Reduce the need to add receivers in the offseason, fortify the tight end position in the draft, particularly with someone who can block, and this offense will take shape. Given the learning curve with young right ends—the position is widely considered among the most difficult to maser early on in the NFL—bringing back a capable blocker like Marcedes Lewis to go with Graham makes good sense for the Packers.
Two tight end sets aren’t the only way to play big and provide an offense with matchup advantages using traditional player groupings. Last season, the Titans led the league in success rate with two running backs and two receivers on the field, what we call 21 personnel. They were successful 69% of the time, a pretty nice clip if you ask David Bakhtiari.
It just so happens that two-back sets, whether a fullback and a running back or simply two running backs, were a preferred formation for that Falcons team as well. Atlanta ran 30% of their plays from it, their second-most used grouping, and also led the league in success rate.
For the Packers, LaFleur could put Aaron Jones and Jamaal Williams on the field at the same time (this is where someone like Ty Montgomery would have been extremely valuable), particularly with Williams skill as a blocker. They could also decide to invest in a pass-catching back in free agency or the draft to allow them to play multiple running backs who can line up wide and catch passes. This could also presage a return of the fullback in Green Bay.
Danny Vitale has outstanding physical tools. Brian Gutekunst may also look to the draft for an H-back type, one of the reasons so many fans are agitating for Iowa star T.J. Hockenson in the first round. There’s a chance he can be what Kyle Juszczyk was as a versatile blocker and receiver, plus having the skill to split out wide like Austin Hooper for those Falcons teams.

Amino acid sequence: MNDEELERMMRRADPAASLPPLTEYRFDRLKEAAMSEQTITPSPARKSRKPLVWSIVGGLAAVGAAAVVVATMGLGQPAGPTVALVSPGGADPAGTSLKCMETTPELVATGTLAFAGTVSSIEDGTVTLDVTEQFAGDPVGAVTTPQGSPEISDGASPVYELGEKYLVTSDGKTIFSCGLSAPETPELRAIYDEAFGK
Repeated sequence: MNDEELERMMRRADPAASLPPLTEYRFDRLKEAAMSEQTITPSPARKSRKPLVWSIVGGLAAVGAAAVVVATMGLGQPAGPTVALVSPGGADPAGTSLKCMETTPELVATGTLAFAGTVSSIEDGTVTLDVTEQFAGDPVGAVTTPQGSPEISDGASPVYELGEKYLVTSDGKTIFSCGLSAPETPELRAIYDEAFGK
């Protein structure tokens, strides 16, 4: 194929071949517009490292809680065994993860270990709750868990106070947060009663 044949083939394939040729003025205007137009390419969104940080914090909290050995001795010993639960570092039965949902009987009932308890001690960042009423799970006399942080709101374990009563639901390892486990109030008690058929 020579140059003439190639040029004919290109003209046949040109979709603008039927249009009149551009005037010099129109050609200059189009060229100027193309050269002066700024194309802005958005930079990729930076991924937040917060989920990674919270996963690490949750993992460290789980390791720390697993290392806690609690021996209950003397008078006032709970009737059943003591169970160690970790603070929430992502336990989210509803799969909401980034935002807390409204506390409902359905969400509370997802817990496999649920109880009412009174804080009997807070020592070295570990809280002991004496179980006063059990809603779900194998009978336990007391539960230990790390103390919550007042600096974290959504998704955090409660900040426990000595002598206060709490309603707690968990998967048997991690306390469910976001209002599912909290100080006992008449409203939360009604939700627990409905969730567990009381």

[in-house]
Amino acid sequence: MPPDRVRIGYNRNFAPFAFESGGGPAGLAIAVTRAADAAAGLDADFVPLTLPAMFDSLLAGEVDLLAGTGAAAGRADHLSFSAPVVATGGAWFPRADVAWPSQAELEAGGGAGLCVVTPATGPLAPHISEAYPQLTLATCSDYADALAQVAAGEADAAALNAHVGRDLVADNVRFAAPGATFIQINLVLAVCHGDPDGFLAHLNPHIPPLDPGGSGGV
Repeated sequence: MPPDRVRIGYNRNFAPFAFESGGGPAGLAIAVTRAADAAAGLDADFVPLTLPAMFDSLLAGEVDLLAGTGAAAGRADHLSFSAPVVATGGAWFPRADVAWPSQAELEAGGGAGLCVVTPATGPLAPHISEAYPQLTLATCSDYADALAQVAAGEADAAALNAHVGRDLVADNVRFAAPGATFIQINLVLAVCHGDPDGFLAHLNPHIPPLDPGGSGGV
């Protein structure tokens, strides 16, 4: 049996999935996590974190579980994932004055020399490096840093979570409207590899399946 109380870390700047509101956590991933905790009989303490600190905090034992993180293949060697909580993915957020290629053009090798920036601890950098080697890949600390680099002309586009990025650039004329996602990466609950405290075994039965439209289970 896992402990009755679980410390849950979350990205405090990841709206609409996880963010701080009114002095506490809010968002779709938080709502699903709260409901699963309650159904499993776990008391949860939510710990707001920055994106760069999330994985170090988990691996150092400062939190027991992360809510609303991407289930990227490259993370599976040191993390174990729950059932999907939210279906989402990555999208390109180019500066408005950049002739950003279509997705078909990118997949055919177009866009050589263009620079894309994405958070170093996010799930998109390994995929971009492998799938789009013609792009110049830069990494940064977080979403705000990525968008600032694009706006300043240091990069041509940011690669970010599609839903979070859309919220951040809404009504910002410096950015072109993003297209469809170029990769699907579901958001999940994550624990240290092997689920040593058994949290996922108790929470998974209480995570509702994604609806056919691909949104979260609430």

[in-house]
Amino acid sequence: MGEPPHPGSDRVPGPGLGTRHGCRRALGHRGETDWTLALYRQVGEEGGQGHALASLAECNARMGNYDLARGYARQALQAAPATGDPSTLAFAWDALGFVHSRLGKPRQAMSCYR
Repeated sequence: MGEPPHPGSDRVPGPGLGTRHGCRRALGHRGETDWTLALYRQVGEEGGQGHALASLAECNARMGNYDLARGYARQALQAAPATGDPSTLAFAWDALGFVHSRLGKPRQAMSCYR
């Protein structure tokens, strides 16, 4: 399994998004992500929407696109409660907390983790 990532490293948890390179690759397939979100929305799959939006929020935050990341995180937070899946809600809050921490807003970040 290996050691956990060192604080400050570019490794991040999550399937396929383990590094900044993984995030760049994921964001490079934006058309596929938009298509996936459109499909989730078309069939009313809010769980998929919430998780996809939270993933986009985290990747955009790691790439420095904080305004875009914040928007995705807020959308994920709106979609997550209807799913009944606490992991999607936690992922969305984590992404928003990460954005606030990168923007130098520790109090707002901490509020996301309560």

LaFleur isn’t bringing back the 2011 Packers sets with five wide and guys who can beat you everywhere. That was a unique situation given an incredible run of drafting by Ted Thompson. But don’t forget, that team often used a full-house backfield to keep linebackers on the field and take deep shots off play action with Jordy Nelson. That part of the ‘11 offense will be back in force.
We can’t look at LaFleur’s past and make a one-for-one comparison to what he’ll do in Green Bay. The players are different. The situation is different. The quarterback is importantly different. He uses three-receiver sets more than Kyle Shanahan but far less than Sean McVay. He uses two-back sets more than McVay, but far less than Shanahan. How much of that was driven by the Titans’ personnel? We won’t know for sure until this team plays. But his past, and the offensive philosophy he brings, thrives on a particular type of matchup creation, utilizing tight ends and running backs to keep a defense guessing. That type of creative thinking had been sorely lacking under Mike McCarthy and, while this offense often won’t look “new” when it lines up, what happens next will keep defenses and fans on their toes.